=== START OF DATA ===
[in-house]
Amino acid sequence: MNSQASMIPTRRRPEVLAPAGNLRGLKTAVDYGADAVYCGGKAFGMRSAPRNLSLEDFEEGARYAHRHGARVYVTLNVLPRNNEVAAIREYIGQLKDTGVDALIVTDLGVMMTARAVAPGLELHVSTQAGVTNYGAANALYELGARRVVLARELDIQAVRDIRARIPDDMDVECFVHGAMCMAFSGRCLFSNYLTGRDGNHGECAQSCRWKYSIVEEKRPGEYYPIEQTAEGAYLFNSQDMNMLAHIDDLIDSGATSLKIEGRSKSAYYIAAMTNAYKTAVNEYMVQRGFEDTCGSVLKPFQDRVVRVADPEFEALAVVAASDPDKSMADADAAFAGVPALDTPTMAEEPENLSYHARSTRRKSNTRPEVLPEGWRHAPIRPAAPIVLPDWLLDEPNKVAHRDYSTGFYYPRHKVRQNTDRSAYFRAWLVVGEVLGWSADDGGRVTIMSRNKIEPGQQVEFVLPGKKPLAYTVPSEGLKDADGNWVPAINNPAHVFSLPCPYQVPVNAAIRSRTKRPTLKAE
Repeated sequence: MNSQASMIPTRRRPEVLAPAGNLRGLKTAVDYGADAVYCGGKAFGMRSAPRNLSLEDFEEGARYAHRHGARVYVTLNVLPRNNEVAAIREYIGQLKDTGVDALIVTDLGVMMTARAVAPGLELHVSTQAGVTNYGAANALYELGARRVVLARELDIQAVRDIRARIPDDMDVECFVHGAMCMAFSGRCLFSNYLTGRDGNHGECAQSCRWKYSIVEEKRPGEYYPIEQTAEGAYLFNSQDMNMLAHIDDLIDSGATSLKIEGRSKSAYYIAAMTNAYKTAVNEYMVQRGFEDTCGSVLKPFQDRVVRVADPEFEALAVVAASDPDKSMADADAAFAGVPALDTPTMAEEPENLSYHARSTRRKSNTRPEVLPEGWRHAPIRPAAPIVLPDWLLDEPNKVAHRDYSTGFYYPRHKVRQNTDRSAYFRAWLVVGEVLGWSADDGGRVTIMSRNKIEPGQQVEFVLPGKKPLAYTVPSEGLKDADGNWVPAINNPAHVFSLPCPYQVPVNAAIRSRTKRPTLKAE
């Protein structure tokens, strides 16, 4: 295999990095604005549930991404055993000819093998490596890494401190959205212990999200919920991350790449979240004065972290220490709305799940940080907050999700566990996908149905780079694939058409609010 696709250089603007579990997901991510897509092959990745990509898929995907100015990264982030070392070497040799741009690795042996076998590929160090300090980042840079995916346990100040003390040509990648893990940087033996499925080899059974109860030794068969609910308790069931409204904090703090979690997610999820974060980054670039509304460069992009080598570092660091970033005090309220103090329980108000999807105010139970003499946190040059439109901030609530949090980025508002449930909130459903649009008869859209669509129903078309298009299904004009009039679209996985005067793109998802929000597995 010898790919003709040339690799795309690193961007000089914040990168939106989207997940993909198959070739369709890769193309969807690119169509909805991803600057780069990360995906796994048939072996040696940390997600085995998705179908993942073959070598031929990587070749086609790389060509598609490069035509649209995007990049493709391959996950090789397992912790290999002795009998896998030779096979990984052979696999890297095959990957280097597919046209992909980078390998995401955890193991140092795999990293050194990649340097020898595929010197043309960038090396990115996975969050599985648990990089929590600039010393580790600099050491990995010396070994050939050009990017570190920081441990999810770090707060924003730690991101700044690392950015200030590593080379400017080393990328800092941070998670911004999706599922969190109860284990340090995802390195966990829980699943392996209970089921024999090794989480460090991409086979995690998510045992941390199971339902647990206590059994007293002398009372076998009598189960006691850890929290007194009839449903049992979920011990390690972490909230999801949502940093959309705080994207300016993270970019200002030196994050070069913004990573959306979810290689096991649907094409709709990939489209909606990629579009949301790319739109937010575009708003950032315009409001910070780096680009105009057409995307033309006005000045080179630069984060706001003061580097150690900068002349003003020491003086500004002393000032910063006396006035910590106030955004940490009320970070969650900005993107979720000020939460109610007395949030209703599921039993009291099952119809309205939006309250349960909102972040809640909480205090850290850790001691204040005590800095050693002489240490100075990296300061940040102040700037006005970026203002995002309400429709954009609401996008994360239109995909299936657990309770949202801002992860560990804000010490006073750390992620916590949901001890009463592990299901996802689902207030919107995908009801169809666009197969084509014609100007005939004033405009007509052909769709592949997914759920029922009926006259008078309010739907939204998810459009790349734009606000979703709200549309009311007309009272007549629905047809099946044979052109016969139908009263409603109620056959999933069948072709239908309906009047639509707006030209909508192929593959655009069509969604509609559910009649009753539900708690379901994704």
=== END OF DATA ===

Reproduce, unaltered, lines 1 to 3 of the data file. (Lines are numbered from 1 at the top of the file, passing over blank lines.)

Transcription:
[in-house]
Amino acid sequence: MNSQASMIPTRRRPEVLAPAGNLRGLKTAVDYGADAVYCGGKAFGMRSAPRNLSLEDFEEGARYAHRHGARVYVTLNVLPRNNEVAAIREYIGQLKDTGVDALIVTDLGVMMTARAVAPGLELHVSTQAGVTNYGAANALYELGARRVVLARELDIQAVRDIRARIPDDMDVECFVHGAMCMAFSGRCLFSNYLTGRDGNHGECAQSCRWKYSIVEEKRPGEYYPIEQTAEGAYLFNSQDMNMLAHIDDLIDSGATSLKIEGRSKSAYYIAAMTNAYKTAVNEYMVQRGFEDTCGSVLKPFQDRVVRVADPEFEALAVVAASDPDKSMADADAAFAGVPALDTPTMAEEPENLSYHARSTRRKSNTRPEVLPEGWRHAPIRPAAPIVLPDWLLDEPNKVAHRDYSTGFYYPRHKVRQNTDRSAYFRAWLVVGEVLGWSADDGGRVTIMSRNKIEPGQQVEFVLPGKKPLAYTVPSEGLKDADGNWVPAINNPAHVFSLPCPYQVPVNAAIRSRTKRPTLKAE
Repeated sequence: MNSQASMIPTRRRPEVLAPAGNLRGLKTAVDYGADAVYCGGKAFGMRSAPRNLSLEDFEEGARYAHRHGARVYVTLNVLPRNNEVAAIREYIGQLKDTGVDALIVTDLGVMMTARAVAPGLELHVSTQAGVTNYGAANALYELGARRVVLARELDIQAVRDIRARIPDDMDVECFVHGAMCMAFSGRCLFSNYLTGRDGNHGECAQSCRWKYSIVEEKRPGEYYPIEQTAEGAYLFNSQDMNMLAHIDDLIDSGATSLKIEGRSKSAYYIAAMTNAYKTAVNEYMVQRGFEDTCGSVLKPFQDRVVRVADPEFEALAVVAASDPDKSMADADAAFAGVPALDTPTMAEEPENLSYHARSTRRKSNTRPEVLPEGWRHAPIRPAAPIVLPDWLLDEPNKVAHRDYSTGFYYPRHKVRQNTDRSAYFRAWLVVGEVLGWSADDGGRVTIMSRNKIEPGQQVEFVLPGKKPLAYTVPSEGLKDADGNWVPAINNPAHVFSLPCPYQVPVNAAIRSRTKRPTLKAE